A lot has been said about the equity story and valuation of Netflix (NFLX). In this article today, I will focus on the credit story of Netflix.
According to recent SEC filings, the top holders NFLX stock are T. Rowe Price (12%), Capital Research and Management (11%), Davis Selected Advisors (7.7%), Sand Capital (7%), and The Vanguard Group (5.5%). So now that we have a list of Netflix believers, lets look at the credit and equity story, and then the valuation.
On the credit side, as of June 30th, 2012, the company has $813 million in cash and short-term investments and $400 million in long-term debt. The $400 million in debt consists of $200 million in Zero convertibles due 2018, with limitations on the company's ability to pay cash dividends or to repurchase shares of its common stock.
Also outstanding is $200 million in 8.5% in senior notes due 2017, which consist of covenants such as limitations on the company's ability to create, incur, assume or be liable for indebtedness, create, incur or allow any lien on any of its property or pay dividends. Following is a table for the company's contractual obligations as of June 30th, 2012:
The company has no debt in the form of credit facilities or revolvers. Unfortunately, Netflix has $2 billion in content liabilities in addition to the $3.8 billion in off-balance-sheet content liabilities. With the high demand of content, this number will only get worse for the company.
Fundamental concerns for NFLX:
- Competition of Verizon (VZ)/Redbox is a risk both on the pricing and content. The competitor list goes on with names like Hulu plus, Comcast XFinity Streampix (CMCSA), and Amazon Prime Instant Video (AMZN).
- Highly risky is the decline in the DVD rental business, and with 45% of profits and contribution margins responsible for the funding of global streaming efforts, any decline in the DVD business means overall decline in profits for NFLX. Also, the move from DVD to non-profitable international streaming could slow the international growth.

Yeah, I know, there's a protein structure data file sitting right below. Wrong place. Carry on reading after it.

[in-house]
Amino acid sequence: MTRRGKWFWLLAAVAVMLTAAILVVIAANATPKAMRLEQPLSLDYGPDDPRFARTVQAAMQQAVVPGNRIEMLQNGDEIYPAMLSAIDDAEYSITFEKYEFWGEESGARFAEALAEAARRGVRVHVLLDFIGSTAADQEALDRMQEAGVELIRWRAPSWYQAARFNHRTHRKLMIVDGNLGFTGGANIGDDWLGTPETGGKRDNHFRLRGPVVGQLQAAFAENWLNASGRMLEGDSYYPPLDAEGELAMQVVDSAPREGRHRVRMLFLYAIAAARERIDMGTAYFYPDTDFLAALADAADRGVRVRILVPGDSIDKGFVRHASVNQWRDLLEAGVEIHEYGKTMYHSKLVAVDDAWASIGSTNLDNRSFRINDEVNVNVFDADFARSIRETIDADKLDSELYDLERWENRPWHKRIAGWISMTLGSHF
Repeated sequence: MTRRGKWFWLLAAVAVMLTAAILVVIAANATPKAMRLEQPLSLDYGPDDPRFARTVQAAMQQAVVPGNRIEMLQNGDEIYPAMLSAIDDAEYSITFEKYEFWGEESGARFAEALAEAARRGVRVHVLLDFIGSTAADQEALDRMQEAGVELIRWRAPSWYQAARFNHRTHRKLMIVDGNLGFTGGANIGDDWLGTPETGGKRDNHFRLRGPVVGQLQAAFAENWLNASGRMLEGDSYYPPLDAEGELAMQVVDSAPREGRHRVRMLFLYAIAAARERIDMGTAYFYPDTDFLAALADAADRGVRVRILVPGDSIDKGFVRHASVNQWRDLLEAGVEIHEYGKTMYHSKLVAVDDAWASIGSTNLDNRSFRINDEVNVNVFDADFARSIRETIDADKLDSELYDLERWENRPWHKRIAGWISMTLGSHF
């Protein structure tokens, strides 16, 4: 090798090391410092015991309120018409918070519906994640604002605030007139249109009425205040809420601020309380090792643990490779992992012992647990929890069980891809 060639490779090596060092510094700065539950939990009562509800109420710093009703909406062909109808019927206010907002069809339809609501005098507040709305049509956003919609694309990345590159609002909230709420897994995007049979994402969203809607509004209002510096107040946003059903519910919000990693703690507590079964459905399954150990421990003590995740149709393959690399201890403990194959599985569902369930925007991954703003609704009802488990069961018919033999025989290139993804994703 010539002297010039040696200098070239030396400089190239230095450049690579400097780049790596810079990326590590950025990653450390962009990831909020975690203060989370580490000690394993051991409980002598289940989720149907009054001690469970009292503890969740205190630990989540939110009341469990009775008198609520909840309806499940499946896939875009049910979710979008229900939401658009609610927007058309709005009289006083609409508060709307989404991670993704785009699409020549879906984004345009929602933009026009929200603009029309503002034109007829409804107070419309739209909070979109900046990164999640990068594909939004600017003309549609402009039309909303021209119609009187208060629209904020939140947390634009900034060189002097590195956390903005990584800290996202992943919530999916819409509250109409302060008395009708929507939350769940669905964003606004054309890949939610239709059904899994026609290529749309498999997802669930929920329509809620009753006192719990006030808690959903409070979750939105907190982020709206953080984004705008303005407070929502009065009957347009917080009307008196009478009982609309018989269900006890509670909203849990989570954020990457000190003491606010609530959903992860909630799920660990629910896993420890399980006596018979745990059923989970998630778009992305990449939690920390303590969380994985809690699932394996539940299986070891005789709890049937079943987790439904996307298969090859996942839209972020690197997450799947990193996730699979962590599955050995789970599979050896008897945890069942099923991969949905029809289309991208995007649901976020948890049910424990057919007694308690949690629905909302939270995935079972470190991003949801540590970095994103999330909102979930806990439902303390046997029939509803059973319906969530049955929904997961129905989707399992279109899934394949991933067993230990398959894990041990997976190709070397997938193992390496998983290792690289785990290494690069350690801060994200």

- Lose piracy laws outside of the U.S. could make it hard for Netflix to convince non-U.S. consumers to be loyal to Netflix,.
- With the demand for content rising, acquisition costs are expected to continue to increase. Expect to see the company's off-balance sheet content liability number to get worse.
On the valuation side, Netflix trades at $66.56 versus its 52-week range of $52.81-$133.43, and its high of $298.73 was reached in July 2011. The stock trades at a P/E multiple of 106x based on a 2012 EPS of $0.62, and a forward P/E of 60x based on the consensus EPS of $0.91. Not a very attractive valuation. Based on the risks mentioned above, I think there is huge downside risk to valuations going forward. Also, I think, sell-side estimates might still be too high for the stock, and might have to be adjusted when we see the fundamental and industry risks priced in the stock.
Conclusion: Overall, I think given the off-balance-sheet debt, growing competition, increase in content acquisition costs, and the domestic growth of revenues stagnated by the investment in international growth, investing in Netflix seems like a very risky proposition right now.